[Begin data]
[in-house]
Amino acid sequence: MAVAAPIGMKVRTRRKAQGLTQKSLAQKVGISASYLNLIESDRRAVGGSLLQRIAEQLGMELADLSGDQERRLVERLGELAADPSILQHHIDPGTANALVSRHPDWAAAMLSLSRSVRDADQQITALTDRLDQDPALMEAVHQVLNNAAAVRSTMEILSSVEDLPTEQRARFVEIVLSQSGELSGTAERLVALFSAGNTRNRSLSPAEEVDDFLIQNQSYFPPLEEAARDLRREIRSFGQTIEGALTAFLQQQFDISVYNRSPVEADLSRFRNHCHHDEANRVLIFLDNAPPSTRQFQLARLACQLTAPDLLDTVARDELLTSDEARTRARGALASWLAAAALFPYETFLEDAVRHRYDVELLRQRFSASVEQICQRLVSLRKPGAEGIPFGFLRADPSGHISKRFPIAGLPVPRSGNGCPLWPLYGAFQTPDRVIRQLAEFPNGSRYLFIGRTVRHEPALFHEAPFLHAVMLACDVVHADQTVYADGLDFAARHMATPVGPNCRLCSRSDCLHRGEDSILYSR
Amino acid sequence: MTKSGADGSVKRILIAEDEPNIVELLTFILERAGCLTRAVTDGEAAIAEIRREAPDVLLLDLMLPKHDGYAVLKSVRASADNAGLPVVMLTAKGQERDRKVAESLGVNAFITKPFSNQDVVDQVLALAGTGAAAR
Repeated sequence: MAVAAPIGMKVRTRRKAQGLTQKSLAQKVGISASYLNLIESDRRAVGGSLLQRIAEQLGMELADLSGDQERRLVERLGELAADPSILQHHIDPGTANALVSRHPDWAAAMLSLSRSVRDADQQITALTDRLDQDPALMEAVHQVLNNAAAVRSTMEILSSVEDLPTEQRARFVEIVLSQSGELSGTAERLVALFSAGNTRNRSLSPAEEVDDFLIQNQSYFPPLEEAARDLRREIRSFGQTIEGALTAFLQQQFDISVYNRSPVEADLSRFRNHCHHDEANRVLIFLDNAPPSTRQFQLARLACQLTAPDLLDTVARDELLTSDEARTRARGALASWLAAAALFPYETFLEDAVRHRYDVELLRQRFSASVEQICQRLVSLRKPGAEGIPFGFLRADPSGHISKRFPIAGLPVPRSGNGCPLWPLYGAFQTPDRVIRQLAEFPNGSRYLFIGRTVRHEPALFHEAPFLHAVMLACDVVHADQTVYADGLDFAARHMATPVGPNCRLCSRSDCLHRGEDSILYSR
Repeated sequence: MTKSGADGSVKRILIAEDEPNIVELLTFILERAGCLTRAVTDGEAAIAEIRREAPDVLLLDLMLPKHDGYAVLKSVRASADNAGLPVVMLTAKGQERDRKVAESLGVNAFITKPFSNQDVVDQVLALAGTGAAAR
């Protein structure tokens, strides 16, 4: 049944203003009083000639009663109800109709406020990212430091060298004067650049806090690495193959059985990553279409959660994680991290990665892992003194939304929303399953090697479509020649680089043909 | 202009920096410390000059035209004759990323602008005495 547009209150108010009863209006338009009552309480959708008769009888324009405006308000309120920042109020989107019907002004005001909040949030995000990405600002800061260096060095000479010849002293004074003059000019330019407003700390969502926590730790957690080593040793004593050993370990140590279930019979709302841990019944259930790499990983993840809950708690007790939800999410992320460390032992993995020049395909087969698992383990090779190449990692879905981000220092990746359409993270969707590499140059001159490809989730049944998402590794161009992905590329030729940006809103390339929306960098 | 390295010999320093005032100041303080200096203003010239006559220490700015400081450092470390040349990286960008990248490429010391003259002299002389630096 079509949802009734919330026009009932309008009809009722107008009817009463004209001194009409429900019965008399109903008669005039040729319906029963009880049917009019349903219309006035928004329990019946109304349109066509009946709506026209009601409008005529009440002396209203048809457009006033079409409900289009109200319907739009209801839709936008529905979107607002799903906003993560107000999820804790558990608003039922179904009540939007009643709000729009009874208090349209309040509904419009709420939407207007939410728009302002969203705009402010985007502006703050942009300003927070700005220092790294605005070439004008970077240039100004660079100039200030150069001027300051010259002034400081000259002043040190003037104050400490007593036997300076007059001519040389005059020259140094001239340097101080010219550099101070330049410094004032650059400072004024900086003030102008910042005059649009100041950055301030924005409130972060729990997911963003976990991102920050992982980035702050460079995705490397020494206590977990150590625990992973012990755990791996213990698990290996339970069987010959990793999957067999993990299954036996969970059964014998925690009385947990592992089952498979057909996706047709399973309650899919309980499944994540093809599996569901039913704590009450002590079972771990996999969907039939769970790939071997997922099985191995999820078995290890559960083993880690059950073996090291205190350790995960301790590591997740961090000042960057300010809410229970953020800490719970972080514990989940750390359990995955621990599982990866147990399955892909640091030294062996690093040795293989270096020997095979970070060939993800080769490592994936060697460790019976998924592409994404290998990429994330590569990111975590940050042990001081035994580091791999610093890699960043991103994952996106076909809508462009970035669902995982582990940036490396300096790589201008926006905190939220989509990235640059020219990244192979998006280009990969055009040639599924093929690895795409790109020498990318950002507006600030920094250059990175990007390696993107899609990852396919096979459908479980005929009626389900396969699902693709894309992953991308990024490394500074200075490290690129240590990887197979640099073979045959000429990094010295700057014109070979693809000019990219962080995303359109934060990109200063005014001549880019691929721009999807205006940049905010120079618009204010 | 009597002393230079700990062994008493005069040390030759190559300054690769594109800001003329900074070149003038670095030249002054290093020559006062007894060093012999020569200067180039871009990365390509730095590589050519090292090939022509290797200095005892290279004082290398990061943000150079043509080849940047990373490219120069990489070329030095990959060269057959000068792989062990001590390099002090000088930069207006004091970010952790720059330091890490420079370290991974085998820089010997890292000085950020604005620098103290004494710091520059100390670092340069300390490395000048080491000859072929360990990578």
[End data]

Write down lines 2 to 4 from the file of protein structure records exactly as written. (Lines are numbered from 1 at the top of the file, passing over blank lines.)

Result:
Amino acid sequence: MAVAAPIGMKVRTRRKAQGLTQKSLAQKVGISASYLNLIESDRRAVGGSLLQRIAEQLGMELADLSGDQERRLVERLGELAADPSILQHHIDPGTANALVSRHPDWAAAMLSLSRSVRDADQQITALTDRLDQDPALMEAVHQVLNNAAAVRSTMEILSSVEDLPTEQRARFVEIVLSQSGELSGTAERLVALFSAGNTRNRSLSPAEEVDDFLIQNQSYFPPLEEAARDLRREIRSFGQTIEGALTAFLQQQFDISVYNRSPVEADLSRFRNHCHHDEANRVLIFLDNAPPSTRQFQLARLACQLTAPDLLDTVARDELLTSDEARTRARGALASWLAAAALFPYETFLEDAVRHRYDVELLRQRFSASVEQICQRLVSLRKPGAEGIPFGFLRADPSGHISKRFPIAGLPVPRSGNGCPLWPLYGAFQTPDRVIRQLAEFPNGSRYLFIGRTVRHEPALFHEAPFLHAVMLACDVVHADQTVYADGLDFAARHMATPVGPNCRLCSRSDCLHRGEDSILYSR
Amino acid sequence: MTKSGADGSVKRILIAEDEPNIVELLTFILERAGCLTRAVTDGEAAIAEIRREAPDVLLLDLMLPKHDGYAVLKSVRASADNAGLPVVMLTAKGQERDRKVAESLGVNAFITKPFSNQDVVDQVLALAGTGAAAR
Repeated sequence: MAVAAPIGMKVRTRRKAQGLTQKSLAQKVGISASYLNLIESDRRAVGGSLLQRIAEQLGMELADLSGDQERRLVERLGELAADPSILQHHIDPGTANALVSRHPDWAAAMLSLSRSVRDADQQITALTDRLDQDPALMEAVHQVLNNAAAVRSTMEILSSVEDLPTEQRARFVEIVLSQSGELSGTAERLVALFSAGNTRNRSLSPAEEVDDFLIQNQSYFPPLEEAARDLRREIRSFGQTIEGALTAFLQQQFDISVYNRSPVEADLSRFRNHCHHDEANRVLIFLDNAPPSTRQFQLARLACQLTAPDLLDTVARDELLTSDEARTRARGALASWLAAAALFPYETFLEDAVRHRYDVELLRQRFSASVEQICQRLVSLRKPGAEGIPFGFLRADPSGHISKRFPIAGLPVPRSGNGCPLWPLYGAFQTPDRVIRQLAEFPNGSRYLFIGRTVRHEPALFHEAPFLHAVMLACDVVHADQTVYADGLDFAARHMATPVGPNCRLCSRSDCLHRGEDSILYSR